The increase per meter would be 4.8 J/kg; this rate corresponds to one half of the local gravity of 9.5 m/s². The speed is 7.8 km/s, the net delta-v to reach this orbit is 8.0 km/s.

Taking into account the rotation of the Earth, the delta-v is up to 0.46 km/s less (starting at the equator and going east) or more (if going west).

### Voyager 1

For Voyager 1, with respect to the Sun:

Hence:

Thus the hyperbolic excess velocity (the theoretical orbital velocity at infinity) is given by

$v_{\infty }=\,\!$ 16.6 km/s

However, Voyager 1 does not have enough velocity to leave the Milky Way. The computed speed applies far away from the Sun, but at such a position that the potential energy with respect to the Milky Way as a whole has changed negligibly, and only if there is no strong interaction with celestial bodies other than the Sun.

## Applying thrust

Assume:

• a is the acceleration due to thrust (the time-rate at which delta-v is spent)
• g is the gravitational field strength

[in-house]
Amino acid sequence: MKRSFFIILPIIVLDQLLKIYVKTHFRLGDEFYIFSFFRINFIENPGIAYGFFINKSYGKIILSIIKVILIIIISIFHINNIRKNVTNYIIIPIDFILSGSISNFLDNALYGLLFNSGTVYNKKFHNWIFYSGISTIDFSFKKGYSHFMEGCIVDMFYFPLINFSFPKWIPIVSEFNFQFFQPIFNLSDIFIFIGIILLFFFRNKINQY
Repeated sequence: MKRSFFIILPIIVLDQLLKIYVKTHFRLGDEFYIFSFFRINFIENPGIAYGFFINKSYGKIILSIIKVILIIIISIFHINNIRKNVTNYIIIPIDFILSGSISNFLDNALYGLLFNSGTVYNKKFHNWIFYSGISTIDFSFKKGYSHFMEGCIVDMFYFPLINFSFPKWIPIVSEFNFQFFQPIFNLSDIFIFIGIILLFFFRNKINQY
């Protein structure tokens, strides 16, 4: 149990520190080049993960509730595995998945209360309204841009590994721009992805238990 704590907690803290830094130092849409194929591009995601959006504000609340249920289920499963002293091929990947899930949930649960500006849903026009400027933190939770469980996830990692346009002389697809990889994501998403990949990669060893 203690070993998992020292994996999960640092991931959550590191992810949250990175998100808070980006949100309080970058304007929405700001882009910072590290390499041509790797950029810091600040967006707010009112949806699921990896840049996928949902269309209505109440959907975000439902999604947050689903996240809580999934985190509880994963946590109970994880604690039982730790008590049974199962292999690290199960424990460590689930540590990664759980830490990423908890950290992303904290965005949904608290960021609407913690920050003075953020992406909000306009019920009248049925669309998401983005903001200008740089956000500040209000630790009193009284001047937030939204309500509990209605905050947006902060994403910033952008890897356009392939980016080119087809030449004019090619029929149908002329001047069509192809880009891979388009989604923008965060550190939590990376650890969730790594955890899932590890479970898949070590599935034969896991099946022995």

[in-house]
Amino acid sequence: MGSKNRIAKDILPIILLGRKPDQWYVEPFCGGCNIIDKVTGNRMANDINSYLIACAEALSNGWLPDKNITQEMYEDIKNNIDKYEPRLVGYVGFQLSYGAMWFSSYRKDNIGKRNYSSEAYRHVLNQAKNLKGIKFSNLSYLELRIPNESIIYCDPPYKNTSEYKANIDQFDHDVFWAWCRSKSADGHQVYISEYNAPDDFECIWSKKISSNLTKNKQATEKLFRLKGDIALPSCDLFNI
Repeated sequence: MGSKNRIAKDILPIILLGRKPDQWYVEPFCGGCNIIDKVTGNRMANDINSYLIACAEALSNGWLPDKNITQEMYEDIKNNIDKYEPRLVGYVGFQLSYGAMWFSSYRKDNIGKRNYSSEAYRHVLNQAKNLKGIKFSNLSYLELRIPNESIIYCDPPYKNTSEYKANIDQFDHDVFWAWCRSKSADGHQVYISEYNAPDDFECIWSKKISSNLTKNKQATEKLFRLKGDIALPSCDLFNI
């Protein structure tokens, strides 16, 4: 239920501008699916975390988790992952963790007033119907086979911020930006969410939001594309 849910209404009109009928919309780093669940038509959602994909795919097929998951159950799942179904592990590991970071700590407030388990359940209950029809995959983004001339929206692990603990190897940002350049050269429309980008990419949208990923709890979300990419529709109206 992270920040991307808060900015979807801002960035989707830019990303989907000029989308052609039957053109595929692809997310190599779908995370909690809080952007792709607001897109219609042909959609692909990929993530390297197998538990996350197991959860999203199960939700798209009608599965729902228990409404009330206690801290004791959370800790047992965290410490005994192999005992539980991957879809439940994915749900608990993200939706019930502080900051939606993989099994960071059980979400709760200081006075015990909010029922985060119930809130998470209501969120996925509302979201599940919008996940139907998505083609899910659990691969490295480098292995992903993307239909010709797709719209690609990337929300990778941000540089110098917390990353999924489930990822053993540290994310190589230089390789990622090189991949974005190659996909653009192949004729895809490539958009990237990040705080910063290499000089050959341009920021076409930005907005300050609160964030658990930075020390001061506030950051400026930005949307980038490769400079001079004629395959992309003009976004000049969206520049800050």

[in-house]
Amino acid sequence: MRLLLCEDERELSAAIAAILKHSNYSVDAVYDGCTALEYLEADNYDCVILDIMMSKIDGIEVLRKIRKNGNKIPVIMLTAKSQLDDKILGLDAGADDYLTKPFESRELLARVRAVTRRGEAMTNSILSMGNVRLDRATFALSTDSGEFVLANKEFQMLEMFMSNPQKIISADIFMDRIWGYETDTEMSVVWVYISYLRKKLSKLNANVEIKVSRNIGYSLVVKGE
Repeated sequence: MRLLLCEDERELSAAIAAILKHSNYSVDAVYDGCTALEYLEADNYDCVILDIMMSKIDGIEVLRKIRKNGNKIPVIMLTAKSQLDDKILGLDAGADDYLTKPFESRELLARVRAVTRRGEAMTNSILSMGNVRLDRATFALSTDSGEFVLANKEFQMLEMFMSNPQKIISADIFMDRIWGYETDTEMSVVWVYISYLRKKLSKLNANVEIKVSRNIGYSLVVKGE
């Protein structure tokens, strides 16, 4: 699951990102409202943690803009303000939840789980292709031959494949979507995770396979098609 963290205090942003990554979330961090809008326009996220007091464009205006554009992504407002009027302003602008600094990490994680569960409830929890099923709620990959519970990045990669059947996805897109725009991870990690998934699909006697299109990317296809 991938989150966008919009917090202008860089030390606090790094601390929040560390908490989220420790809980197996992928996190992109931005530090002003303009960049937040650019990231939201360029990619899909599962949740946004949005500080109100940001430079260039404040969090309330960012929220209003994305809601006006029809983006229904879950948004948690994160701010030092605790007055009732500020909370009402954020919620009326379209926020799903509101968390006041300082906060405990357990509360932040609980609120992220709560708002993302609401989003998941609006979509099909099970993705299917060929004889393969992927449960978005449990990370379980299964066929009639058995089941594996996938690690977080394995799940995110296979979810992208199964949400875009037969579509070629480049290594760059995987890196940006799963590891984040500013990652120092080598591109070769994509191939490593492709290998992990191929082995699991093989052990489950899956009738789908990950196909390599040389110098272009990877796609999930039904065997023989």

• v is the velocity of the rocket

The change of the specific energy of the rocket per unit change of delta-v is

${\frac {\mathbf {v\cdot a} }{|\mathbf {a} |}}$ which is |v| times the cosine of the angle between v and a.

Thus, when applying delta-v to increase specific orbital energy, this is done most efficiently if a is applied in the direction of v, and when |v| is large. If the angle between v and g is obtuse, for example in a launch and in a transfer to a higher orbit, this means applying the delta-v as early as possible and at full capacity. See also gravity drag. When passing by a celestial body it means applying thrust when nearest to the body. When gradually making an elliptic orbit larger, it means applying thrust each time when near the periapsis.

When applying delta-v to decrease specific orbital energy, this is done most efficiently if a is applied in the direction opposite to that of v, and again when |v| is large. If the angle between v and g is acute, for example in a landing (on a celestial body without atmosphere) and in a transfer to a circular orbit around a celestial body when arriving from outside, this means applying the delta-v as late as possible. When passing by a planet it means applying thrust when nearest to the planet. When gradually making an elliptic orbit smaller, it means applying thrust each time when near the periapsis.

If a is in the direction of v:

$\Delta \epsilon =\int v\,d(\Delta v)=\int v\,adt$